Defend, defend and defend. There are not secret at the center of Greece’s strategy. A solid defensive approach is Greece’s trademark, once again. The gameplane that led Greece to its glory days in 2004, a decade ago, still remains Greek national team’s philosophy. In Fernando Santos, the head coach that took the reign over from legendary Otto Rehhagel, Greece found a disciple of this kind of approach as Santos’ tactics are based on tactical compactness and a defensive focus whoever gets the field. The 4-3-3 formation Santos opted for is more a 4-5-1 system then an offensive shape featuring three pure forwards. The defensive back four rarely push forward and the main attacking threat still relies on a powerful, centre-forward able to hold up the ball, counter-attacking play and set pieces. It worked defensively as Greek conceded only four goals in 10 qualifying games. In front of Granada’s goalkeeper Orestis Karnezis, Borussia Dortmund’s Sokratis Papastathopoulos is the centerpiece of that backline. With Avraam Papadopoulos left at home due to his poor form, and Kyriakos Papadopoulos injured, it’s time for Papastathopoulos to rise up and show what he’s able to do at the top level. He will be paired to Kostas Manolas at center-back slots while Vasilis Torosidis and José Holebas are the wingbacks. Holebas’ attacking tendency has been heavily criticized and he were sometime utilized as a left winger by his club’s coach, Ernesto Valverde. By the way, Holebas is still expected to start at left-back during this World Cup.
Santos usually builds his midfield around three different kind of players, with a defensive and a holding midfielder alongside an attacking one. The midfield is still built around Giorgos Karagounis and Kostas Katsouranis. By the way Karagounis is no more a sure starter so the central trio could feature Karagounis in the middle, flanked by Alexandros Tziolis and Giannis Maniatis. Bologna’s midfielder Panagiotis Kone could add offensive firepower should he be pick to start in the middle of the pitch while Panagiotis Tachtsidis and Lazaros Christodoulopoulos are decent backups.
The only new to their defensive style of play is that, at this moment, Greece seem to can rely on a scoring forward. This player is Kostas Mitroglou. The 26-year-old Fulham striker could be the man charged with the duty to boost the attacking flair. Mitroglou has to regain his form to do it as he came out from a disastrous gig in the English Premier League, where he played just 153 minutes for his relegated club. Santos hopes Mitroglou will be fit enough to join Georgios Samaras as team’s main threats up front. Should Mitroglou regain the form that made him impressive during his spell at Olympiakos and in the qualifying play-off against Romania, Greece could reach a certain level of dangerousness in attack. Otherwise, they will be forced to rely on Theofanis Gekas once again. This could likely be a bad news as Konyaspor forward, a former Bundesliga top goalscorer, failed to repeat his past performances during this season. Santos is likely to rely on coming in Dimitris Salpingidis as third forward, using PAOK’s attacking wingers in a wider area with the drift inside coming from the flank. Against Japan and Ivory Coast, two teams with defensive troubles, his work could be the key to open the box.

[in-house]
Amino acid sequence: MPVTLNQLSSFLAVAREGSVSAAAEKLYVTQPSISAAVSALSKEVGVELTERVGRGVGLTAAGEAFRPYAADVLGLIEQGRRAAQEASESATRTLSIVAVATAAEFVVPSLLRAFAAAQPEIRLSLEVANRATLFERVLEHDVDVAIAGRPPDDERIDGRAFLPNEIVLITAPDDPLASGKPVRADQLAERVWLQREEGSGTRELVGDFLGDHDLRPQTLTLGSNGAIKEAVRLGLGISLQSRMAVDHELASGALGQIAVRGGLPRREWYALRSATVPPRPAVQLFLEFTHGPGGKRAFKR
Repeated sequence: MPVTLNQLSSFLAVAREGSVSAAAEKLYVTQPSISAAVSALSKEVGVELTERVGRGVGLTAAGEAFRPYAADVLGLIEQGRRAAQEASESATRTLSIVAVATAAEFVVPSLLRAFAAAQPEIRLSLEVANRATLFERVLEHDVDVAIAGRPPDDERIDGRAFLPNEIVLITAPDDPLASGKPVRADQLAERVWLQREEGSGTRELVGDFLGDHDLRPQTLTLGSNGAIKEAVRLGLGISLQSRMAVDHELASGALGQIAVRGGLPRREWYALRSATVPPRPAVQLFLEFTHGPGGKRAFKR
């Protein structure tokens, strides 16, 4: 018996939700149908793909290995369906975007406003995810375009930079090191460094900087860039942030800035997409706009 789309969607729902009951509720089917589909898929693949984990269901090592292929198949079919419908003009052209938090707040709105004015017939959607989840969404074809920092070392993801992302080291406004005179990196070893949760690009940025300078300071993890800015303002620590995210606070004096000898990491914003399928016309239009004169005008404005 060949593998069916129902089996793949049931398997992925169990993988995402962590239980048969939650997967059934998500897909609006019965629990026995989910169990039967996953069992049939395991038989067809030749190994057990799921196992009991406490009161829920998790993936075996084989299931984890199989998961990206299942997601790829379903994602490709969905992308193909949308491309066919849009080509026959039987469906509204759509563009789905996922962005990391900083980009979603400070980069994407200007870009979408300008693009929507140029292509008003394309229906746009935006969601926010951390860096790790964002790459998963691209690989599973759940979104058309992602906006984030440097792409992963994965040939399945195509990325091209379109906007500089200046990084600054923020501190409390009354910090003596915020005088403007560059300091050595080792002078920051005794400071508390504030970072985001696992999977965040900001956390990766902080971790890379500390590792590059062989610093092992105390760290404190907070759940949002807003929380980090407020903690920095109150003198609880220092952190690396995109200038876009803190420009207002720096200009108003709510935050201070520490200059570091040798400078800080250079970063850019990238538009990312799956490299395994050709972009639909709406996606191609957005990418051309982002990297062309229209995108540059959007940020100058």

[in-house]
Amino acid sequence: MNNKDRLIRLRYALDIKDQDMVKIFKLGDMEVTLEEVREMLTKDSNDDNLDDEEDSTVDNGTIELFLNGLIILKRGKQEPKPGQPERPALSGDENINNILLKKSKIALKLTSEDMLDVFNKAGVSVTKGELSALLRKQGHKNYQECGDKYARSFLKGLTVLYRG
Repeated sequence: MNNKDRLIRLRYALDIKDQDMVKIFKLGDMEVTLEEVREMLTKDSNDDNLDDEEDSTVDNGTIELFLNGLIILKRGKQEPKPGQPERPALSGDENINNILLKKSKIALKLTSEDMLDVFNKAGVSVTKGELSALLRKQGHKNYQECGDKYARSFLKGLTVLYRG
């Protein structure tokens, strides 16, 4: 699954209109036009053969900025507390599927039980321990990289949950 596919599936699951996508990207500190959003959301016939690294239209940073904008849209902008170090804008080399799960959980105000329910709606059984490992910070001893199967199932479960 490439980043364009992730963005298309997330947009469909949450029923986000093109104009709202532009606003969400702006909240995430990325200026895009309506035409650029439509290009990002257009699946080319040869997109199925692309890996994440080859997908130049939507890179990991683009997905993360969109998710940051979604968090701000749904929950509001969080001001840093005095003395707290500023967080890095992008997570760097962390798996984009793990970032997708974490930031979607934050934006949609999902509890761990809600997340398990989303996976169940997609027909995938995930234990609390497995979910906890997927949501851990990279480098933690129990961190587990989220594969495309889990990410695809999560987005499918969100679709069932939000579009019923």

A group containing Colombia, Ivory Coast and Japan presents realistic chances of qualification for Greece and this is the final team’s goal. Having a forward able to solve Greece's chronic lack of goals could be helpful. Team is not lacking of willingness to sacrifice and the roster is relatively well loaded to provide Greece’s own version of how the football should be played by smaller sides. That said, it not means Greece will get its first qualification in a World Cup group. But the Greeks have the tools and the opportunity to finally reach the round two of this tournament.